In 1870-72, John Marius Wilson's Imperial Gazetteer of England and Wales described Sandon like this:
SANDON, a village and a parish in Stone district, Stafford. The village stands near the river Trent, the Grand Trunk canal, and the North Staffordshire railway, 4¾ miles S E of Stone; has a station on the railway, a post-office under Stone, and a fair on 14 Nov.: and givesthe title of Viscount to the Earl of Harrowby. The parish contains also Smallrice hamlet, and part of Dayhills; and comprises 3, 640 acres. Real property, £6, 502. Pop., 590. Houses, 108. The manor belonged to Earl Algar; passed to Hugh Lupus, the De Malbancs, the Vernons, the Staffords, the Erdeswicks, and others; and, with Sandon Hall, belongs now to the Earl of Harrowby. ...
An obelisk, 75 feet high, erected in 1806, to the memory of W. Pitt, stands on an eminence in S. Hall park; and a Gothic shrine, containing two tablets to S. Percival, is in a grove on the E side of the park. Anaction, between the parliamentarians and the royalists, was fought at Hopton-Heath in 1642. Good building-stone is quarried. The living is a vicarage in the diocese of Lichfield. Value, £355.* Patron, the Earl of Harrowby. The church is ancient. Charities, £7. Erdeswick, the antiquary, was a native.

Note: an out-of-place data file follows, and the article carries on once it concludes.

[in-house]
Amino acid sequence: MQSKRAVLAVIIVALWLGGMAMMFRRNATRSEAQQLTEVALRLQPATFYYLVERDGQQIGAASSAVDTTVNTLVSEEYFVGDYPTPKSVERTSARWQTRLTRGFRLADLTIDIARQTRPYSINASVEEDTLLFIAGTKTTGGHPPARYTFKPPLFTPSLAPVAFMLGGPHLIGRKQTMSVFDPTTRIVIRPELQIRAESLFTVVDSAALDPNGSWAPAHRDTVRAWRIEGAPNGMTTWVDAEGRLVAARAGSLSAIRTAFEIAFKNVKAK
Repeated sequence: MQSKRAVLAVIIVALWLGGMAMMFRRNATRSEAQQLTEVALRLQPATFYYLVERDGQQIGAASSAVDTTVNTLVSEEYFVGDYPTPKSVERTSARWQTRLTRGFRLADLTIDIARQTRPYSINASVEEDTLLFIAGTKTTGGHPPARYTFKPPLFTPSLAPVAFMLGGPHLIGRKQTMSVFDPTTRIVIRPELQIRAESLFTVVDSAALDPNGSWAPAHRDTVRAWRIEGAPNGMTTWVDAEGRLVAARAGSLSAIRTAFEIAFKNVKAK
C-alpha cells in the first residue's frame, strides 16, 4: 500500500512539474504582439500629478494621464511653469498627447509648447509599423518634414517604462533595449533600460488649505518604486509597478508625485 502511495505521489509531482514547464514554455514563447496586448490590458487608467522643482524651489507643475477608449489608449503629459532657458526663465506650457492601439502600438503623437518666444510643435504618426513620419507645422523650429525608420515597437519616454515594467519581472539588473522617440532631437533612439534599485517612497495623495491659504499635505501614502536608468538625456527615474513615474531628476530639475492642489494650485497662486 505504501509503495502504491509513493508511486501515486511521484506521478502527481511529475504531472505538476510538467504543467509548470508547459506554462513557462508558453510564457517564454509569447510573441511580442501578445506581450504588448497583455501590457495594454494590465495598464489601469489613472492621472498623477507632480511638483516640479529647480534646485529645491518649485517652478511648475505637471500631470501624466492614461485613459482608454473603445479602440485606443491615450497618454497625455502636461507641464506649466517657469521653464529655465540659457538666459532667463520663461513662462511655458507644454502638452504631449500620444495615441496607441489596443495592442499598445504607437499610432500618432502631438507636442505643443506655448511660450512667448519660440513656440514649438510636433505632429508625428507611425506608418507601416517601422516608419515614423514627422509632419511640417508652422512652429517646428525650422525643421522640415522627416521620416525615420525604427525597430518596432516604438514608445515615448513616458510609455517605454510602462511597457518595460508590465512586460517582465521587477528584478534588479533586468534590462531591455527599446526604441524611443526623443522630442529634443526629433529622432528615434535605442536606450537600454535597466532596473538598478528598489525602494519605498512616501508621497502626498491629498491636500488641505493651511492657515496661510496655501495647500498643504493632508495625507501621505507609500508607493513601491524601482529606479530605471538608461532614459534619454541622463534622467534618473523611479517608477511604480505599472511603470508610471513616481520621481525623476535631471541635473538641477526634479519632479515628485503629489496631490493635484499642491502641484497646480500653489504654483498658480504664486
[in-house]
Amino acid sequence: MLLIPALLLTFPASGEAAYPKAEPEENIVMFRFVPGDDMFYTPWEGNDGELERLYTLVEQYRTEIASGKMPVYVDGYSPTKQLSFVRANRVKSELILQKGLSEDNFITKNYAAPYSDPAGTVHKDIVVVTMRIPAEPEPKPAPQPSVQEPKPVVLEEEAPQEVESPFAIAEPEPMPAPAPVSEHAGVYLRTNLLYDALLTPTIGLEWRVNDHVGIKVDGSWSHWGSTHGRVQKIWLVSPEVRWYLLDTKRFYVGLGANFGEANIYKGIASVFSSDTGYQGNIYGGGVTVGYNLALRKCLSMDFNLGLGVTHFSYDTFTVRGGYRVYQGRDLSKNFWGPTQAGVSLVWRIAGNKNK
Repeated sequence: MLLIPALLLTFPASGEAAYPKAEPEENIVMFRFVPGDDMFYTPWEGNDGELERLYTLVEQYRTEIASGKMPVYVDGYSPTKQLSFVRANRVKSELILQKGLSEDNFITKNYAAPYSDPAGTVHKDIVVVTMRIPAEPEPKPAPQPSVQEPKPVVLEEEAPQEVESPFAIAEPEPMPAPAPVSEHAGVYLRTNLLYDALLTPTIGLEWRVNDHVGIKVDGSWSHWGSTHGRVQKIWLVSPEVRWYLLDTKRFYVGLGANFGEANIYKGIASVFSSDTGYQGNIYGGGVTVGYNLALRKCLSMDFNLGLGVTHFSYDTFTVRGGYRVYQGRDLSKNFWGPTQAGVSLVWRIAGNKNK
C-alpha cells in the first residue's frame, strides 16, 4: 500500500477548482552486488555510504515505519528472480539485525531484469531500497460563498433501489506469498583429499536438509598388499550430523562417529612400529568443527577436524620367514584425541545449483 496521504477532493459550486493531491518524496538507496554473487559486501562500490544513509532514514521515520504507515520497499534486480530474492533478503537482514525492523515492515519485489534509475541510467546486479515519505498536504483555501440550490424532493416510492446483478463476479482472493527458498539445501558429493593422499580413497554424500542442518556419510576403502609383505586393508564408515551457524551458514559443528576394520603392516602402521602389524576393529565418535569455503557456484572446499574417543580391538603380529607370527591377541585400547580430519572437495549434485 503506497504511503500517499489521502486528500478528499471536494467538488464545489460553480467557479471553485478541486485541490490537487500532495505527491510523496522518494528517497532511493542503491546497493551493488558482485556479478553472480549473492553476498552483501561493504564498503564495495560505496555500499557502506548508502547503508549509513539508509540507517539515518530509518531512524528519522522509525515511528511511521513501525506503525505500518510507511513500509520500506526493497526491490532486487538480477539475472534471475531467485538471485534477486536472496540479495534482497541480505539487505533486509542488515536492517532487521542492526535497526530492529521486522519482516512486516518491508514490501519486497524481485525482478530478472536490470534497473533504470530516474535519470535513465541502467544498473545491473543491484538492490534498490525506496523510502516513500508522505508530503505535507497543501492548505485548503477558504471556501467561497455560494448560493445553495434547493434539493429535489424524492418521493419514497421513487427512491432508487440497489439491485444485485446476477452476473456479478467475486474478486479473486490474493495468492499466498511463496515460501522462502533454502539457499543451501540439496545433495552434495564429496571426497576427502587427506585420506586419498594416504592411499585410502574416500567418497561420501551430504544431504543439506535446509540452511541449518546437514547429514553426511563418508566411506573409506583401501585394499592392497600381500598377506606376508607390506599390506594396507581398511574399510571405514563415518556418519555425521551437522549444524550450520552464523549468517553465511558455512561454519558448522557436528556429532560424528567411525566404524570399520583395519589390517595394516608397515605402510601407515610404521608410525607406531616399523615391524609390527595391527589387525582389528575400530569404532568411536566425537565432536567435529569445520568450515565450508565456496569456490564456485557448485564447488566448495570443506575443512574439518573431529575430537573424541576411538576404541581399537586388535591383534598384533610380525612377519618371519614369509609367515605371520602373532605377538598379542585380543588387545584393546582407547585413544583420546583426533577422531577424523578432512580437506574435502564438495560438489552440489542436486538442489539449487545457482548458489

A Vision of Britain through Time includes a large library of local statistics for administrative units. For the best overall sense of how the area containing Sandon has changed, please see our redistricted information for the modern district of Stafford. More detailed statistical data are available under Units and statistics, which includes both administrative units covering Sandon and units named after it.
GB Historical GIS / University of Portsmouth, History of Sandon, in Stafford and Staffordshire | Map and description, A Vision of Britain through Time.
Date accessed: 11th December 2013
Click here for more detailed advice on finding places within A Vision of Britain through Time, and maybe some references to other places called "Sandon".